Age Requirements: Must be between the ages of 17 and 35
If you’ve ever considered a career in maintaining heavy machinery, join the Army National Guard as a Construction Vehicle Repairer and help pave the way for success. In this role, you will maintain trucks, bulldozers, power shovels, and other heavy equipment needed for construction operations.
As a Construction Vehicle Repairer you will maintain and replace brake actuators, batteries, starter motors, alternators, mechanical fuel pumps, and hydraulic cylinders; adjust engine speed governor/valves, carburetors, dry-disc clutches, steering brakes, and fuel injector racks; charge suspension accumulators, transmission shift accumulators, and main hydraulic accumulators; troubleshoot problems in vehicle engines, electrical systems, steering, brakes, and suspensions; tune up and repair engines; replace or repair damaged body parts, hydraulic arms, shovels, and grader blades; and establish and follow maintenance schedules.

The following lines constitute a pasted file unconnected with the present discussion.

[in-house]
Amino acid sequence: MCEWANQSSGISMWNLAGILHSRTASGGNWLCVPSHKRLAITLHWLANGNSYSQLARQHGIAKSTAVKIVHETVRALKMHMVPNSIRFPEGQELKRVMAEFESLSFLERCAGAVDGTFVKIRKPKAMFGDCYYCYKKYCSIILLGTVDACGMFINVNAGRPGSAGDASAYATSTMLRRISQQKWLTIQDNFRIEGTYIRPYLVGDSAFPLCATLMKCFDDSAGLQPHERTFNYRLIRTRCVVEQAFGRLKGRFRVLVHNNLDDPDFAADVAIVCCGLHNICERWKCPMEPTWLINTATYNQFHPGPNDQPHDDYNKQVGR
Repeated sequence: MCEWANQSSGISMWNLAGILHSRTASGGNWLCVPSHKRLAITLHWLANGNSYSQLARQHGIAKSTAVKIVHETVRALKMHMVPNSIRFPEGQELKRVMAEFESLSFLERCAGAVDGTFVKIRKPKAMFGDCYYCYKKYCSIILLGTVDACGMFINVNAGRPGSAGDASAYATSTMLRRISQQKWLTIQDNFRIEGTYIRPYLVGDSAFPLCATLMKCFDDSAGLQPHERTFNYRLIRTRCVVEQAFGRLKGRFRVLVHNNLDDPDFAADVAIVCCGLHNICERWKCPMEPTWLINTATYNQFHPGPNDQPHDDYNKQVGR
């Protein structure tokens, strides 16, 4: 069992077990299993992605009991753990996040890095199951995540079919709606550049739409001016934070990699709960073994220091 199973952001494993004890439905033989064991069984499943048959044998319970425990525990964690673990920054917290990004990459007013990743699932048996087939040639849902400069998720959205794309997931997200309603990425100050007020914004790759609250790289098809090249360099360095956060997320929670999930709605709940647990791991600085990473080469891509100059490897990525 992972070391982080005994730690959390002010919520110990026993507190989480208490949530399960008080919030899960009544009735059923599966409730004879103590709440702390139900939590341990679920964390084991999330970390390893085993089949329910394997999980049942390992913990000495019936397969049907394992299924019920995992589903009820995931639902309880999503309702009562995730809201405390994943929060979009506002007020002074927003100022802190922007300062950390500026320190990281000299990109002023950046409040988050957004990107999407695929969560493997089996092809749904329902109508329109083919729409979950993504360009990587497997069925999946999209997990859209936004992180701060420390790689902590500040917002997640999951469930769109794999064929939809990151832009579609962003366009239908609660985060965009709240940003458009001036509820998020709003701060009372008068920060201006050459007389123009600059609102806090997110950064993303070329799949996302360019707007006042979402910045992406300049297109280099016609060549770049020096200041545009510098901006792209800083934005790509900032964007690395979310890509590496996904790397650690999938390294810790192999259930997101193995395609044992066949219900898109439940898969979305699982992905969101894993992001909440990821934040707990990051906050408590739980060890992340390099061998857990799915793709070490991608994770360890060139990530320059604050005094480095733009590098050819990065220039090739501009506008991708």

• Service drive shafts, universal joints, service brake shoes, water pumps, and turbochargers
• Maintain and replace cylinder heads, high-pressure fuel injection pumps, and road wheels
Some of the Skills You’ll Learn
• Repair and replace body panels, fenders, and radiators
• Troubleshoot hydraulic systems
• Interest in math, electricity, and shop mechanics
• Interest in electric motors and appliances
Through your training, you will develop the skills and experience to enjoy a civilian career at service stations, auto and construction equipment dealers, farm equipment companies, and state highway agencies. You can also consider a future as a garage mechanic, carburetor mechanic, transmission mechanic, construction equipment mechanic, or endless track vehicle mechanic.
Earn While You Learn
Instead of paying to learn these skills, get paid to train. In the Army National Guard, you will learn these valuable job skills while earning a regular paycheck and qualifying for tuition assistance.
Job training for a Construction Equipment Repairer consists of 10 weeks of Basic Training, where you'll learn basic Soldiering skills, and 8 weeks of Advanced Individual Training. Part of this time is spent in the classroom and part in the field.